Catella’s operating businesses were bought as separate independent entities in 2010-2014. New strategy is to build coherent whole so that each segment cooperates with each other, and that products are cross sold between the entities.

For example wealth management segment can sell property fund and mutual fund products for their clients. Wealth management segment’s deposits can be used to finance deals in asset management and corporate finance segments.

And as the corporate finance segment has office in every major town in Europe with local knowledge, it can be utilized by developing property fund products based on proprietary local knowledge.

There is not much talk what the management’s plans are but direction is clear, more cooperation and cross selling.

In addition to building coherent whole Catella is expanding geographically and otherwise.

Recent property asset management expansion to France was success and now it is trying to do the same in Norway and Spain.

Corporate finance is expanding in Germany and increasingly conducting capital market transactions.

IPM’s goal is jump to next level.

Credit card processing business grew 19% last year.

Wealth and fund segments are gathering new AUM with more resources put on sales.

Excluding the Swedish mutual fund segment, I did not put any value on these growth activities, which in the future could become considerable source of earnings.

7. Adjusted net cash by component

Investment portfolio

Catella has 100% owned investment portfolio. It includes first and second loss tranches of residential mortgage-backed securities where underlying assets are in Spain, Portugal, Germany, France and the UK.

The portfolio was bought during 2008-2010 for pennies and valuation has since H1/2014 been adjusted up 50% as discount rates, arrears, default rates and prepayment have trended down.

The portfolio is valued mark-to-model by outside consultant as there is no active market for the portfolio.


Catella has 832 MSEK consolidated cash excluding the bank operations. Some of the cash is in subsidiaries of which Catella owns less than 100 % so it must be adjusted.

One problem area is the 220 MSEK cash in the Corporate Finance segment.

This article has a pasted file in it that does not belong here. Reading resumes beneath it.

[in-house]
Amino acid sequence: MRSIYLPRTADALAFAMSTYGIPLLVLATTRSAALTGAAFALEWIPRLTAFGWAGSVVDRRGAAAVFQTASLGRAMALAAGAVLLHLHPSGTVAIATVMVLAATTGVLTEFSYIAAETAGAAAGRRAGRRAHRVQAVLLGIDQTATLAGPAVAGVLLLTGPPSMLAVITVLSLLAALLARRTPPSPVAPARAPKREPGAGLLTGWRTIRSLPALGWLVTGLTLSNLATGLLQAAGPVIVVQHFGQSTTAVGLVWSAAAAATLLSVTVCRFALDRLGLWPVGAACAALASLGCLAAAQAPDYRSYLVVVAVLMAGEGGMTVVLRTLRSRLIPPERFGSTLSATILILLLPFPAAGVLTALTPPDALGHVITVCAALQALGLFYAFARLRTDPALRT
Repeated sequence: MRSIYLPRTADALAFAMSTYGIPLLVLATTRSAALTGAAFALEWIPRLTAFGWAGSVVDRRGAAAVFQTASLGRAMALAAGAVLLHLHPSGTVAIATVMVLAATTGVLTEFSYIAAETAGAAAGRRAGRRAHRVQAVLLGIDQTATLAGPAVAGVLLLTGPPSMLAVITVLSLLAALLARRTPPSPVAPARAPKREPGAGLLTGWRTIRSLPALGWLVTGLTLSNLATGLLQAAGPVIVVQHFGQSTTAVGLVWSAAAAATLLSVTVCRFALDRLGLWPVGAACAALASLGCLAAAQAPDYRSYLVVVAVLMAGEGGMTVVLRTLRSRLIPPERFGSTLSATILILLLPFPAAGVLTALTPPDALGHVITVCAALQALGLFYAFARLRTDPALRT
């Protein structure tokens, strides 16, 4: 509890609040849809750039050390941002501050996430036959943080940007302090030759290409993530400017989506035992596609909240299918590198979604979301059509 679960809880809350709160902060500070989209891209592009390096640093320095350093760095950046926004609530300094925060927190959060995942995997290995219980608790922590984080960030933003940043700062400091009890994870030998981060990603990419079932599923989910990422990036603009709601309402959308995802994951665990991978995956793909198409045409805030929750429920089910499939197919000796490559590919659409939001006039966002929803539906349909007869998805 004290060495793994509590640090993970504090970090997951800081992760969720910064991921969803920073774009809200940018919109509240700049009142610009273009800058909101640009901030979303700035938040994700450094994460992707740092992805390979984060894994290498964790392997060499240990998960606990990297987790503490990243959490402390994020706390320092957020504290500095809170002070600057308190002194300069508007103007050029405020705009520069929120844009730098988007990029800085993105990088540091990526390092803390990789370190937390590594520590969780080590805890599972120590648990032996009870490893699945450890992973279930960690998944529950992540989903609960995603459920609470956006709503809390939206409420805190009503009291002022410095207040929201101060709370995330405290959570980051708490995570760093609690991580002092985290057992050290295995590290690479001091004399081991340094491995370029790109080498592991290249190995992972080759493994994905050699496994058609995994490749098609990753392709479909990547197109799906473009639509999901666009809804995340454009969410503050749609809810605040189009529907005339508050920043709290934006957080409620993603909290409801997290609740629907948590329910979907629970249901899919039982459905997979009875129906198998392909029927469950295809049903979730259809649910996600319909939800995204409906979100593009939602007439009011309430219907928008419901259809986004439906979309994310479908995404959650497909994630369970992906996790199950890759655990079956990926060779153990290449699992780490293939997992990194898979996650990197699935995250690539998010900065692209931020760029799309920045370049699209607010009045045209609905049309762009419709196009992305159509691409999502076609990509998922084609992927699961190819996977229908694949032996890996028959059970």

Worst case would be that all of the cash is in the subsidiaries which parent company owns 50% and best case that all of the cash is in subsidiaries which parent company owns 100%.

As I don’t know any better I have taken mid-point of the two and assume that 75 % or 165 MSEK of the segment’s cash belongs to parent, a 55 MSEK haircut.

Second problem area is the IPM-hedge fund of which parent company owns 51%. It has 140 MSEK cash of which 51% or 71 MSEK belongs to parent, a 69 MSEK haircut.

After the 55+69=144 MSEK haircut to Corporate Finance and IPM cash my estimate of the group’s cash belonging to parent company is 832-144=688 MSEK.

Sale of Visa Europe shares

Catella’s credit card processing bank is member of Visa Europe which Visa Inc. decided to buy in late 2015.

After the transaction closes in Q3’2016 Catella will receive about 180 MSEK in cash and Visa Inc. preference shares as compensation for selling the shares, which I assume to be a financial asset already now.

Bonus payment liability and debt

I think the 233 MSEK bonus payment liability must be deducted from financial assets to get realistic estimate of how much financial assets could be taken out of Catella and still continue operations normally, although strictly speaking it’s not a financial liability.

Catella also has 200 MSEK outstanding bond loan.

Combining the two, total “financial” liability is 433 MSEK


After all the adjustment items my estimate net financial assets belonging to parent company is 769 MSEK or 770 MSEK as a round number.

Adjusten net cash_

Net cash is not much value for shareholders if it is not paid out or invested to operations.

As per the CEO Catella seems to have some plans for it:

“The Board and Management see a number of growth opportunities in existing and new businesses, which are expected to generate long-term shareholder value. Accordingly, we think that the group should retain a significant portion of earnings so it can realise these opportunities.

Note that Catella’s subprime investment portfolio was bought in 2008-2009 and fund management business in 2010 during major market turmoils.

Doing so unpopular things at so unpopular times suggests that Catella is willing and capable of deploying capital opportunistically.

The IPM acquisition I told earlier shows that they are not likely to over pay either.

Thus I think the 770 MSEK adjusted net cash and investment portfolio can be valued at face value with full expectation that something useful is done with it when the time is right.

8. Conclusion

So the 3.8 EV/E multiple based on the 190 MSEK earnings in 2015 looks illusory cheap. That’s because to high and temporary performance fees in asset management businesses.

Yet with the 98 MSEK long-term average earnings (122 MSEK EBIT excluding bank losses from the summary operations valuation table above, minus 20% tax) the EV/E valuation is still only 7.4.

I think that’s too cheap for growth company like Catella.

Another way to say the same thing is that my no-growth fair value estimate for the operating business is 1290 MSEK and valuation for the net cash 770 MSEK, total of 2060 MSEK.

Catella’s market cap is 1495 MSEK so there is 38% baseline upside.

In addition Catella has the many growth initiatives going on which could increase the operations value in the future.

There is also the giant cash pile that management can use opportunistically to buy more earnings, which it has done successfully many times in the past.

If the discrepancy with price and my fair value estimate diminishes, and some of Catella’s growth initiatives proves successful, returns should be satisfactory.

Disclosure: Long Catella with 12% position

2 thoughts on “Catella: Cheap Price Signal or Noise?